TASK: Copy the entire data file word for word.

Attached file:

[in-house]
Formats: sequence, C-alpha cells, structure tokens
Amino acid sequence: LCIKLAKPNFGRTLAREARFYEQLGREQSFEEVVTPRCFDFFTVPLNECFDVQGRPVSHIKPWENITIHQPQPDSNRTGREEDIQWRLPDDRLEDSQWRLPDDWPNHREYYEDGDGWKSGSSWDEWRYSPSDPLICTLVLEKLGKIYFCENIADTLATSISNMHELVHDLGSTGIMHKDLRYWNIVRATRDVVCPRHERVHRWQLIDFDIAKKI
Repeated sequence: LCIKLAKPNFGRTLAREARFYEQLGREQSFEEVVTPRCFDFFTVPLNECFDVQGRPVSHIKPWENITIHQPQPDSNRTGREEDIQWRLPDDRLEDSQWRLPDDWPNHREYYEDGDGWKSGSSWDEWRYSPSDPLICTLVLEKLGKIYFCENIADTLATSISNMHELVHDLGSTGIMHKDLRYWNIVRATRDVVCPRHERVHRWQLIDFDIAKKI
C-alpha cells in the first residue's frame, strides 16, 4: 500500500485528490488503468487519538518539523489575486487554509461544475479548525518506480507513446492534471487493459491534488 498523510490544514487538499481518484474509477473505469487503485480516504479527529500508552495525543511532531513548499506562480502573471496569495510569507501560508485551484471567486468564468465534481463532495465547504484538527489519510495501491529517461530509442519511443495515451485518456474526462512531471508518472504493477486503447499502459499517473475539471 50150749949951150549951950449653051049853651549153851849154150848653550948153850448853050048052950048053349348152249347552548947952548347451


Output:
[in-house]
Formats: sequence, C-alpha cells, structure tokens
Amino acid sequence: LCIKLAKPNFGRTLAREARFYEQLGREQSFEEVVTPRCFDFFTVPLNECFDVQGRPVSHIKPWENITIHQPQPDSNRTGREEDIQWRLPDDRLEDSQWRLPDDWPNHREYYEDGDGWKSGSSWDEWRYSPSDPLICTLVLEKLGKIYFCENIADTLATSISNMHELVHDLGSTGIMHKDLRYWNIVRATRDVVCPRHERVHRWQLIDFDIAKKI
Repeated sequence: LCIKLAKPNFGRTLAREARFYEQLGREQSFEEVVTPRCFDFFTVPLNECFDVQGRPVSHIKPWENITIHQPQPDSNRTGREEDIQWRLPDDRLEDSQWRLPDDWPNHREYYEDGDGWKSGSSWDEWRYSPSDPLICTLVLEKLGKIYFCENIADTLATSISNMHELVHDLGSTGIMHKDLRYWNIVRATRDVVCPRHERVHRWQLIDFDIAKKI
C-alpha cells in the first residue's frame, strides 16, 4: 500500500485528490488503468487519538518539523489575486487554509461544475479548525518506480507513446492534471487493459491534488 498523510490544514487538499481518484474509477473505469487503485480516504479527529500508552495525543511532531513548499506562480502573471496569495510569507501560508485551484471567486468564468465534481463532495465547504484538527489519510495501491529517461530509442519511443495515451485518456474526462512531471508518472504493477486503447499502459499517473475539471 50150749949951150549951950449653051049853651549153851849154150848653550948153850448853050048052950048053349348152249347552548947952548347451